Growing up in Cuffe Parade’s Ambedkar Nagar slum, Ashok Rathod had experienced first-hand how early marriage and dropping out of school to earn a livelihood marred many a future. To help the youth in his area to utilise their skills, positively, he began to train children in football (he was familiar with the sport, and it was inexpensive). Thus, OSCAR Foundation was born in 2006. The Foundation uses football to ensure that children and youth are taught positive values, life skills, a healthy lifestyle and to stay away from labour and drug abuse. They are told to compulsorily attend class if they wish to get trained. Some of their recent campaigns included a newspaper and magazine collection drive to raise funds for renewing sports equipment. On World Peace Day (September 21), they will organise a 5-a-side Ring Football Tournament for Under-16 youth at Colaba Woods, Cuffe Parade. “The objective of this programme is to bring communities and religions on the same platform, to play for peace,” he adds. They have plans to set up a community computer and education centre in Ambedkar Nagar, to be supported by volunteers. The foundation also conducts a year-long social football education programme to educate young women and men, who can then work with marginalised children around Mumbai. Some of their challenges include getting a ground for practice and a room to continue teaching sessions. “We use public playgrounds but these are occupied by cricket players. Funding is a hurdle too. It’s also tough to convince parents to send their small children away from home as they fear for their safety.”
Log on to: www.oscarfoundation.co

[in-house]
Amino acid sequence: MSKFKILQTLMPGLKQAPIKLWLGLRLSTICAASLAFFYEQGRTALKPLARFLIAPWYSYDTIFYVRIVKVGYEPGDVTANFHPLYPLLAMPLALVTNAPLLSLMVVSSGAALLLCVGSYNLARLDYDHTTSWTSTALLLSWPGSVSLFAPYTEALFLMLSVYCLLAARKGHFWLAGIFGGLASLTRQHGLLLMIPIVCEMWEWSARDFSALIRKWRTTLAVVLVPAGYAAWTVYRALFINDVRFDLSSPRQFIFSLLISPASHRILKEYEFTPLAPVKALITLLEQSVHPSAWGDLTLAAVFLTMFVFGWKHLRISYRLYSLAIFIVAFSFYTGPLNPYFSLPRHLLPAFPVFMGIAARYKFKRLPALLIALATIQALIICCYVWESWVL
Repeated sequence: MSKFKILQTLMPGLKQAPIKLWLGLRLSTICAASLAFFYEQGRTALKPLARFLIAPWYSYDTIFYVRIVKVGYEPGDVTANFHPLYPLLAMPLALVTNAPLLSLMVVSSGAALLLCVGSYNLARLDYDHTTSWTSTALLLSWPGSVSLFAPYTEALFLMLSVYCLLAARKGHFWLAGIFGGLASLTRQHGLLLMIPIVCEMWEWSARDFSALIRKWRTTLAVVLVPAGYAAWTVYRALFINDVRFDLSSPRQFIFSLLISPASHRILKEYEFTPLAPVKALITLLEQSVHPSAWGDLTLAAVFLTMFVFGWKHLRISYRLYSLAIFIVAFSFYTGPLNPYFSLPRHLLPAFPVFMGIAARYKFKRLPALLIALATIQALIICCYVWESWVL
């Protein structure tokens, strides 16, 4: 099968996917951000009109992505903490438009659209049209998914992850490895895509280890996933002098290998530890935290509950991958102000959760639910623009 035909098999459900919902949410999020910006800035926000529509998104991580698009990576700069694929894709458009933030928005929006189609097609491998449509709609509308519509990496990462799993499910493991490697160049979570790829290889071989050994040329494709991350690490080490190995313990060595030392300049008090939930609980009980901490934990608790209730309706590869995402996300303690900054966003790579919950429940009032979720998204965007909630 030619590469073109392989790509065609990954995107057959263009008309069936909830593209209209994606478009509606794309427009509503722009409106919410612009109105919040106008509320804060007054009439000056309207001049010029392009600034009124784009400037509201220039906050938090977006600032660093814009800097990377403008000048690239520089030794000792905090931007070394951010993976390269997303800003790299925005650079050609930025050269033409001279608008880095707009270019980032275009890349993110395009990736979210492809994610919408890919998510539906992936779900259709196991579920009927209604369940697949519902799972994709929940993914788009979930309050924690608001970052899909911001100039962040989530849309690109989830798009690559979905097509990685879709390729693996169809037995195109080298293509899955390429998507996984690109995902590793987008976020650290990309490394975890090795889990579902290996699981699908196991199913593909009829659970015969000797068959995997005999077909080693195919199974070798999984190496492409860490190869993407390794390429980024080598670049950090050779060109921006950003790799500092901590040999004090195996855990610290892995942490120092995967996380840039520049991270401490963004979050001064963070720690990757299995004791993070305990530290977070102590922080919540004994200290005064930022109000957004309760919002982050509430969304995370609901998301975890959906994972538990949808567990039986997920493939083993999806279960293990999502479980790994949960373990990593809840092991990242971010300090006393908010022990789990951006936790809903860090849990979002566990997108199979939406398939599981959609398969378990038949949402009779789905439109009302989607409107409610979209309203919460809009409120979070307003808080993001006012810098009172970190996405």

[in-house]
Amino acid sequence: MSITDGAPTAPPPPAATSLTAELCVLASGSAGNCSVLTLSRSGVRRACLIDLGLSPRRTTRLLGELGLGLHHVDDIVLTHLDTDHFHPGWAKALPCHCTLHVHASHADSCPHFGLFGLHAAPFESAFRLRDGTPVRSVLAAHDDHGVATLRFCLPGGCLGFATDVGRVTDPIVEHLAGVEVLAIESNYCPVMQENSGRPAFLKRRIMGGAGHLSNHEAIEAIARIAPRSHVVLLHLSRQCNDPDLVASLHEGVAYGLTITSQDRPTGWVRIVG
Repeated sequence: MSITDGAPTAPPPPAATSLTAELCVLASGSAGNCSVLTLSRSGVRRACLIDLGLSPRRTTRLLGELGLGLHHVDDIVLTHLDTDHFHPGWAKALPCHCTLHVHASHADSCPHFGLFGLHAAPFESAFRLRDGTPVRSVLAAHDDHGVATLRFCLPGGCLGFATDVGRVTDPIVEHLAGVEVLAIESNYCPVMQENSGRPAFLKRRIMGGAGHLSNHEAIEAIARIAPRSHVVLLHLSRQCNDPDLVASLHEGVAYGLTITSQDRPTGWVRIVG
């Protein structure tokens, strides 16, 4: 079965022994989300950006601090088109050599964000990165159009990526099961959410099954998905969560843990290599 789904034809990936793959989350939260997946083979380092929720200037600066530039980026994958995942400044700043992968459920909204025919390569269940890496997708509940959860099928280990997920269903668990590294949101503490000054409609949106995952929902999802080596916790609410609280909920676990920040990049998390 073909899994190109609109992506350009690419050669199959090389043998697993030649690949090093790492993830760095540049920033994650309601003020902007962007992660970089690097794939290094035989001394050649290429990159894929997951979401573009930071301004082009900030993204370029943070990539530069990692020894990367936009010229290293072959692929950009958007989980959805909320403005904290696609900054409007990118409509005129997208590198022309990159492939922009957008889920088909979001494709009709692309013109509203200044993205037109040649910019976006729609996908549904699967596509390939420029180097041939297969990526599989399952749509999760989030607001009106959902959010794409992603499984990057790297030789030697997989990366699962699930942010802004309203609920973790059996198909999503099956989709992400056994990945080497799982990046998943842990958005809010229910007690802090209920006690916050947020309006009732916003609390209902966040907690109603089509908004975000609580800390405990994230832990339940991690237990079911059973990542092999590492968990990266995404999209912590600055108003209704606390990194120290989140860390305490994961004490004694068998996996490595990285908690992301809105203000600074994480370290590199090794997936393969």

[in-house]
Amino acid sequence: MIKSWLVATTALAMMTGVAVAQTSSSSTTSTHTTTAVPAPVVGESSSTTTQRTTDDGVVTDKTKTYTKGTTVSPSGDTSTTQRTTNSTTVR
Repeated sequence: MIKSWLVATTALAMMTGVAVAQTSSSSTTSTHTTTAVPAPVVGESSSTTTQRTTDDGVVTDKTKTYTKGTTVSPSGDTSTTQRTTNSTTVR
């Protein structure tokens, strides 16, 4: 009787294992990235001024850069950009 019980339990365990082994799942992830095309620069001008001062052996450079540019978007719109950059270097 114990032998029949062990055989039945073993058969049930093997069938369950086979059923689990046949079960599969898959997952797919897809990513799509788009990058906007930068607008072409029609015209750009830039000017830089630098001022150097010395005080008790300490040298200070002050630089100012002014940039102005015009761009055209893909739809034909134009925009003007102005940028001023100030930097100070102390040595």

“We see a challenge in people accepting the use of sport as a development approach, despite strong evidence to back up its efficacy as a cost-effective, scalable model of bringing about development,” says Pratik Kumar, CEO of Magic Bus. The 14-year old organisation has been mentoring children using a sports-based curriculum and has succeeded in helping them make the right choices to ensure a better livelihood as adults. Magic Bus trains and guides local, community-based, mentors to deliver a long-term programme that focuses on education, health and gender equity. Over a long period, mentors give constant feedback, and monitor children’s behaviour. This brings about proven behaviour change, shares Kumar. Every participant is offered a livelihood programme titled Connect, which gives them a chance to enroll in higher studies or job placements. Magic Bus ensures that the 2,50,000 children and 7,000 youth they work with have access to life skills, mentorship and guidance. They participate in events like India Giving Challenge events to raise funds to expand their outreach to 1 million children and youth. Their tie-up for the Sunburn Festival is set to create a buzz.
Log on to: www.magicbus.org
The Ball Project